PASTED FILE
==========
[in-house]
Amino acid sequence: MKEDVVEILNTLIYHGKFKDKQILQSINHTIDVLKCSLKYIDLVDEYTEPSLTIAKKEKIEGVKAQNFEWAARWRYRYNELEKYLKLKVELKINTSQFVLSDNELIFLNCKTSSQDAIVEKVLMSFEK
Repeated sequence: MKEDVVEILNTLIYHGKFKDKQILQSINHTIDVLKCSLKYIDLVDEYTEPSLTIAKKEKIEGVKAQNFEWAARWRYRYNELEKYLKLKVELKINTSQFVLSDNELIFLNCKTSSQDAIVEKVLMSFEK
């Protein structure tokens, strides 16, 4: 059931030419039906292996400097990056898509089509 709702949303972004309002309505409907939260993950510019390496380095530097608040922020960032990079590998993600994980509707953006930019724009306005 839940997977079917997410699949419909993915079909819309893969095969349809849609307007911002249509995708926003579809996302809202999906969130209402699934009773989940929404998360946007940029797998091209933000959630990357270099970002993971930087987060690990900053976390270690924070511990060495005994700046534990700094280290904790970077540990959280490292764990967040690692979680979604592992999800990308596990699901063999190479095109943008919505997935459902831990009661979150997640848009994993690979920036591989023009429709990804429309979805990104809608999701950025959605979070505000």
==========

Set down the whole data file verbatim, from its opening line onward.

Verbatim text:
[in-house]
Amino acid sequence: MKEDVVEILNTLIYHGKFKDKQILQSINHTIDVLKCSLKYIDLVDEYTEPSLTIAKKEKIEGVKAQNFEWAARWRYRYNELEKYLKLKVELKINTSQFVLSDNELIFLNCKTSSQDAIVEKVLMSFEK
Repeated sequence: MKEDVVEILNTLIYHGKFKDKQILQSINHTIDVLKCSLKYIDLVDEYTEPSLTIAKKEKIEGVKAQNFEWAARWRYRYNELEKYLKLKVELKINTSQFVLSDNELIFLNCKTSSQDAIVEKVLMSFEK
């Protein structure tokens, strides 16, 4: 059931030419039906292996400097990056898509089509 709702949303972004309002309505409907939260993950510019390496380095530097608040922020960032990079590998993600994980509707953006930019724009306005 839940997977079917997410699949419909993915079909819309893969095969349809849609307007911002249509995708926003579809996302809202999906969130209402699934009773989940929404998360946007940029797998091209933000959630990357270099970002993971930087987060690990900053976390270690924070511990060495005994700046534990700094280290904790970077540990959280490292764990967040690692979680979604592992999800990308596990699901063999190479095109943008919505997935459902831990009661979150997640848009994993690979920036591989023009429709990804429309979805990104809608999701950025959605979070505000």